The transformative character of digital technologies is becoming increasingly manifest in recent times. New business models using the “power of platforms” are fundamentally changing consumption patterns, transforming markets and having (unintended) consequences in core policy areas such as housing, transportation and labour. The early hopes and promises of the “shared economy” have given way to increasing concerns about the negative impact of platform businesses. Regulators seem to be outpaced: they are locked in architectures designed for the regulatory problems of the 20th century and equipped with tools that don’t match the new breed of actors and problems. At the same time, public regulators increasingly rely on digital technologies, such as big data and algorithms, for their own decision making – with similarly mixed blessings so far. This course analyses the regulatory challenges of the platform economy, putting particular emphasis on the urban context (Uber, Airbnb, delivery services etc.). We will explore regulatory challenges associated with the platform economy and compare regulatory responses in a cross-national perspective. We will also engage in topical debates about appropriate regulation of the platform economy.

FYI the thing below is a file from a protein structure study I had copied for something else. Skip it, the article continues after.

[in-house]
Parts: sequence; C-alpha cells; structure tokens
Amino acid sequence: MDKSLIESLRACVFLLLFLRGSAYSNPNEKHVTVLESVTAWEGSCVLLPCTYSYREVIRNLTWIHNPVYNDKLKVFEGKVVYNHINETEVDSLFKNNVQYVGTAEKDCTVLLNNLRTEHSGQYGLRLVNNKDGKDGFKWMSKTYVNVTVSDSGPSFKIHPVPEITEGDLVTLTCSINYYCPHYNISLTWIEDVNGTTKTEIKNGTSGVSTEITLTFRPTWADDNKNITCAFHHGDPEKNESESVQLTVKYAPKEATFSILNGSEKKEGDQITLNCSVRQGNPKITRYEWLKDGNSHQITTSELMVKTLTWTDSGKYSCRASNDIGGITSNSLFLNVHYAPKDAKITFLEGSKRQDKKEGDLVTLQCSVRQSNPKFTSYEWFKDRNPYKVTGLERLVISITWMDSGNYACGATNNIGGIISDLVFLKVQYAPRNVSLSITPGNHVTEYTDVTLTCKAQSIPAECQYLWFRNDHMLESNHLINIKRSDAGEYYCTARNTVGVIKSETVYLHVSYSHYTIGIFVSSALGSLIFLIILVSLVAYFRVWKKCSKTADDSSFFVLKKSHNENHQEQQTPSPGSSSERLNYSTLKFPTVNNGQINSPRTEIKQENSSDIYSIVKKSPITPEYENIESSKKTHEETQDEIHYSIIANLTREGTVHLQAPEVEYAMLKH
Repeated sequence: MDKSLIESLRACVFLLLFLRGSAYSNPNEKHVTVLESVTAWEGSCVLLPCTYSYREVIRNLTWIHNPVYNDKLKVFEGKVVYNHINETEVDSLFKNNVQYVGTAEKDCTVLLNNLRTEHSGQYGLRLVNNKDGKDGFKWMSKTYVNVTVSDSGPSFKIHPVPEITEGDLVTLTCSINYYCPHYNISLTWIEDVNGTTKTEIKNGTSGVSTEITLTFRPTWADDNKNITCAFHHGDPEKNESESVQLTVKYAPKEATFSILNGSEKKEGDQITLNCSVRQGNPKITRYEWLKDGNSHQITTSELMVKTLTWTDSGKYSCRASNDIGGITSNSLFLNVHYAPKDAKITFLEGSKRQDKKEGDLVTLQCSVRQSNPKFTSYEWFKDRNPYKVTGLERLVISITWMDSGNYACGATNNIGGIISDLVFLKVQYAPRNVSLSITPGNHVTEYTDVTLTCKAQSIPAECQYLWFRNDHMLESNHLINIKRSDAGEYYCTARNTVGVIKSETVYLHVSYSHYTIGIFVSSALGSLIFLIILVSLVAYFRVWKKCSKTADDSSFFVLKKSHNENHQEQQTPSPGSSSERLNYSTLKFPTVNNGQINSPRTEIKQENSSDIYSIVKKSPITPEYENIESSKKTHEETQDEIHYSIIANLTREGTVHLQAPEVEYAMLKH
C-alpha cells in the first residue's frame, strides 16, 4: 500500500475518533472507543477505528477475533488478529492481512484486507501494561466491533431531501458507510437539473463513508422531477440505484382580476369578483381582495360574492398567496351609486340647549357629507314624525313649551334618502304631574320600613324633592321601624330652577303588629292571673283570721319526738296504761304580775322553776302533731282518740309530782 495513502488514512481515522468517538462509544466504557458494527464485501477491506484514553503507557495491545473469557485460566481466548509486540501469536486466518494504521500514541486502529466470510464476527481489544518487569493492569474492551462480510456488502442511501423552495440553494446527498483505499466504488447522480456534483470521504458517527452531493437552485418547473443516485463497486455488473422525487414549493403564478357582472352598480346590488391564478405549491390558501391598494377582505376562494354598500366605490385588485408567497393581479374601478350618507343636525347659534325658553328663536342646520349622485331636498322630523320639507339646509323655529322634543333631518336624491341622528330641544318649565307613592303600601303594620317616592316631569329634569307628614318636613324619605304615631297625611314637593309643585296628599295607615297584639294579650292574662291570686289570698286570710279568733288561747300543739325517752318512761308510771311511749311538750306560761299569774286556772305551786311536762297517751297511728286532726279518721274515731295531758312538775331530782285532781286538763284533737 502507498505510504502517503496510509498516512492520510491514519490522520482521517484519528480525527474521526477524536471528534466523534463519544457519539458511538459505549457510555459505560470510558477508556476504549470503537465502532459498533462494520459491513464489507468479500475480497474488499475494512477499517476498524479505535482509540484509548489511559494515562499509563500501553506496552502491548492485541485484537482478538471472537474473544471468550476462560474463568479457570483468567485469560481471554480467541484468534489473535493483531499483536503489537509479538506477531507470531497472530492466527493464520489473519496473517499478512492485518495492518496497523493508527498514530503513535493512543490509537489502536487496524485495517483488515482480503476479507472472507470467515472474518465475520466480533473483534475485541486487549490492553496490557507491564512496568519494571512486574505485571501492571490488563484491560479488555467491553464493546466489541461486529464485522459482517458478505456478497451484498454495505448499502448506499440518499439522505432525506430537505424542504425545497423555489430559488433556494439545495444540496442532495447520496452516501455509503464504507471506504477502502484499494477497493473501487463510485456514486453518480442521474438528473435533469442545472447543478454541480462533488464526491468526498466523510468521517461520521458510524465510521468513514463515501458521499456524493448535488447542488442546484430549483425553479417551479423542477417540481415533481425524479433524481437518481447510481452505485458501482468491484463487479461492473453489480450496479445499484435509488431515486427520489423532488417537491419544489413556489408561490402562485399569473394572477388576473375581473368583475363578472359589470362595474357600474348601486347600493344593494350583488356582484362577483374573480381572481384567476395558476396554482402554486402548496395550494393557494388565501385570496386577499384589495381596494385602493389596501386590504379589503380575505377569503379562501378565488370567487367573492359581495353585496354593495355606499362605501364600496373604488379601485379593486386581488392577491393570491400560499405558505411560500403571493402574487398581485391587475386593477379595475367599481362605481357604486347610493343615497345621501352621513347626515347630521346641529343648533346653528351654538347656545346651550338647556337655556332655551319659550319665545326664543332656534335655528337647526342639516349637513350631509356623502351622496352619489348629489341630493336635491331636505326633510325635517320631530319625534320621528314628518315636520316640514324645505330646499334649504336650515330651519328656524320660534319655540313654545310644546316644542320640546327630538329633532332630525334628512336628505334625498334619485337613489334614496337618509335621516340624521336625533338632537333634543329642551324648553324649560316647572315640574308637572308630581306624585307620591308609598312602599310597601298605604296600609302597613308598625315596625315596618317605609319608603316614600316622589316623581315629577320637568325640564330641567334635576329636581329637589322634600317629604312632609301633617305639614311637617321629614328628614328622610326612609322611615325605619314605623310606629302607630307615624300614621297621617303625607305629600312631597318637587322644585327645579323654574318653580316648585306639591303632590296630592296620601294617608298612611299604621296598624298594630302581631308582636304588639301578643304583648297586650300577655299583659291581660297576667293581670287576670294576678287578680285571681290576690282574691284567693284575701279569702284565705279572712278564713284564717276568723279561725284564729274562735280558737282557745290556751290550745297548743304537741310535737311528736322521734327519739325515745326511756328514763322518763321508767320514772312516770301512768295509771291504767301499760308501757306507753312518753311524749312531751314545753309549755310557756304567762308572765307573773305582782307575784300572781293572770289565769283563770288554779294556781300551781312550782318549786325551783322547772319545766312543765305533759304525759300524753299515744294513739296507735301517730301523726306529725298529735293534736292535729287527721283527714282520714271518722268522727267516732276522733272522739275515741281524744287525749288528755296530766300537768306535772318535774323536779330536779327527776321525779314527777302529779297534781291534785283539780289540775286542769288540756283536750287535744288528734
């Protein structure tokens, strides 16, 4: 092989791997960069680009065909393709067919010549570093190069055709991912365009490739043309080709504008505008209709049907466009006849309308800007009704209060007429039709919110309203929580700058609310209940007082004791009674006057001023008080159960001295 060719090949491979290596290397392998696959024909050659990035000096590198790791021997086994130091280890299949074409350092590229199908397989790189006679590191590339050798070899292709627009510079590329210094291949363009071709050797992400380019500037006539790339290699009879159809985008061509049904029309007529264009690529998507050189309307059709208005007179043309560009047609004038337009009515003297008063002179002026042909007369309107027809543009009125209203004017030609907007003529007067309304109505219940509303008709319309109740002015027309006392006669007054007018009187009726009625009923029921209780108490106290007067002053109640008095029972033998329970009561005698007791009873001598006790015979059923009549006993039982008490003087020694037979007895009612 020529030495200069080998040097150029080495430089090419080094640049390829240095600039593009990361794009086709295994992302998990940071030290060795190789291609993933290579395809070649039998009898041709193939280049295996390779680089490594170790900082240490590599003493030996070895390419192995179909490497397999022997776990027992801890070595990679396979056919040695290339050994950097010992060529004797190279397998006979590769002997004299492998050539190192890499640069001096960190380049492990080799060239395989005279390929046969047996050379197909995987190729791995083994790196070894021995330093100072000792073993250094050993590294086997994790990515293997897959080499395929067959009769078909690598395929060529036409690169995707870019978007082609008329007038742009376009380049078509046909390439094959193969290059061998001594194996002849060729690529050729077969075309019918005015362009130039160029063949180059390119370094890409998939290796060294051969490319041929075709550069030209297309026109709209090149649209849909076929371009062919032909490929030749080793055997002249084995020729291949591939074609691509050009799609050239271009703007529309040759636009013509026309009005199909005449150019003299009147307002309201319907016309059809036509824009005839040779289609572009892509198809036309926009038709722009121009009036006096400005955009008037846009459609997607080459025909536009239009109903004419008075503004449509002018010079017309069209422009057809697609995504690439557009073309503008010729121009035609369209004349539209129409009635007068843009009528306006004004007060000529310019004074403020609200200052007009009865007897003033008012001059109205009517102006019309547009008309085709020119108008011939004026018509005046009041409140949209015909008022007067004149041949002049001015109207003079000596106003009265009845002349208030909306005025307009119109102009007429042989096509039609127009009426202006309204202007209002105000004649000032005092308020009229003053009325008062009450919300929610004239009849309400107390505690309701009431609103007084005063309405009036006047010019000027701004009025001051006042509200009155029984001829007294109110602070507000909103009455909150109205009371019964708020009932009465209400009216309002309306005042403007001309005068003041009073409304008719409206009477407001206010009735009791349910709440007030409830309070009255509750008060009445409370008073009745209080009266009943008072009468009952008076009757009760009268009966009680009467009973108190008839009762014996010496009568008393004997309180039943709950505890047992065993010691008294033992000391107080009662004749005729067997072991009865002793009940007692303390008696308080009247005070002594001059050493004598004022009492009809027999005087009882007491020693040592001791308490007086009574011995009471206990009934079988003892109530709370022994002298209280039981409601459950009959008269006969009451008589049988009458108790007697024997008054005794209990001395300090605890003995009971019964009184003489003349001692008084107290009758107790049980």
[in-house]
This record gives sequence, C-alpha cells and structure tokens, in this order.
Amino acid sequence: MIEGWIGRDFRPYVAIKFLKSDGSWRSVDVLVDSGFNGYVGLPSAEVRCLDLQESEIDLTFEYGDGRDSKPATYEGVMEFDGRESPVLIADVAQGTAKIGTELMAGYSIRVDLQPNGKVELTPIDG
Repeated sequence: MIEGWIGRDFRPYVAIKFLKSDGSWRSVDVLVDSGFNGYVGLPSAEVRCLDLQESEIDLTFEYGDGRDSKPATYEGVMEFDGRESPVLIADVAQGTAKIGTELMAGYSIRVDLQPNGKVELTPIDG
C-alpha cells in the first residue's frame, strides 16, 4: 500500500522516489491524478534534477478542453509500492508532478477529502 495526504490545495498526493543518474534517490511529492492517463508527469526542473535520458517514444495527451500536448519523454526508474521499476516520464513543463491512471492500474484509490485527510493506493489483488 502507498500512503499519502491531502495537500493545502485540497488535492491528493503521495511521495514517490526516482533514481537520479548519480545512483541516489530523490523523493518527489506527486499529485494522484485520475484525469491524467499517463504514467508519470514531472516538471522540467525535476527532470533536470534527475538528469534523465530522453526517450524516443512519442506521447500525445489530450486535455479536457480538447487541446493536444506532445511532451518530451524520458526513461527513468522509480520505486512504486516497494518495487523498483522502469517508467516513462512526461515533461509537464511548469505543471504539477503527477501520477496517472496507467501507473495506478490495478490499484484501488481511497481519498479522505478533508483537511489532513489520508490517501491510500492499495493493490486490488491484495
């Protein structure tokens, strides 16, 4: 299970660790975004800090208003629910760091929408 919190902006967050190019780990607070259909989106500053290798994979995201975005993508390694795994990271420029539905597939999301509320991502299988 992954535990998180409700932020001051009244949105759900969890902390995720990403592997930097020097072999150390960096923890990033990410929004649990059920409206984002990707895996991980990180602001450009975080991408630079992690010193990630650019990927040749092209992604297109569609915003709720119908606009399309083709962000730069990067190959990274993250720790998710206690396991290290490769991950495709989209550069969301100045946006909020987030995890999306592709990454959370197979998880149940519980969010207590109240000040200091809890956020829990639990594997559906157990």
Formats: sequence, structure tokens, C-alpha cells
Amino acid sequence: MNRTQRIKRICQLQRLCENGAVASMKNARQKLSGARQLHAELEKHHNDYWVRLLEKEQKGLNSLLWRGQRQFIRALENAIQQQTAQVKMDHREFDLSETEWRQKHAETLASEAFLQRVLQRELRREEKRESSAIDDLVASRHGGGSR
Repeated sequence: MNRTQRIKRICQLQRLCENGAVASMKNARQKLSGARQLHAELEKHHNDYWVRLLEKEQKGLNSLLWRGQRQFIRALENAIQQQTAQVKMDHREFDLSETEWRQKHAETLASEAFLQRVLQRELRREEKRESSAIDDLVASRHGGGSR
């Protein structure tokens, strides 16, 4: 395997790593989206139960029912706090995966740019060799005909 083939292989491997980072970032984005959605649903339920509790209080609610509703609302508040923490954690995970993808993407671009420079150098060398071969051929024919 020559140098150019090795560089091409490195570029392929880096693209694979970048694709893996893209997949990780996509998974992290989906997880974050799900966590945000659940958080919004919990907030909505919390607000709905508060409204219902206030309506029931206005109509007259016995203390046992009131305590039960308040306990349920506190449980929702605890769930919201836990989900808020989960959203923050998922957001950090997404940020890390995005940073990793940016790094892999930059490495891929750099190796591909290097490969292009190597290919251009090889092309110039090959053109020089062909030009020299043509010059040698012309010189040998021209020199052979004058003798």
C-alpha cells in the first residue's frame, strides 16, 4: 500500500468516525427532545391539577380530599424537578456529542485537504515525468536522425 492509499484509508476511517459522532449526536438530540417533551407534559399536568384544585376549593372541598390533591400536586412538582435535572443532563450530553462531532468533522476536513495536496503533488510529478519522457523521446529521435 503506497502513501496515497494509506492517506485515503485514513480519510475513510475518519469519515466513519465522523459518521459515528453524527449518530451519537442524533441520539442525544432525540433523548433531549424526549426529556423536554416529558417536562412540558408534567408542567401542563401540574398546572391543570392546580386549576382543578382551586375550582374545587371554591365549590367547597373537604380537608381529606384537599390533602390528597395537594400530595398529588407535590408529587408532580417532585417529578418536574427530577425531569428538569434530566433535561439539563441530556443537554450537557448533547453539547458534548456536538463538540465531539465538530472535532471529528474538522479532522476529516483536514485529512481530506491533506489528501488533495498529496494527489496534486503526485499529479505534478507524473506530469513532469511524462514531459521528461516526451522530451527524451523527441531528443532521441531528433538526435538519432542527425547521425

This course is for 2nd year MIA and MPP students only.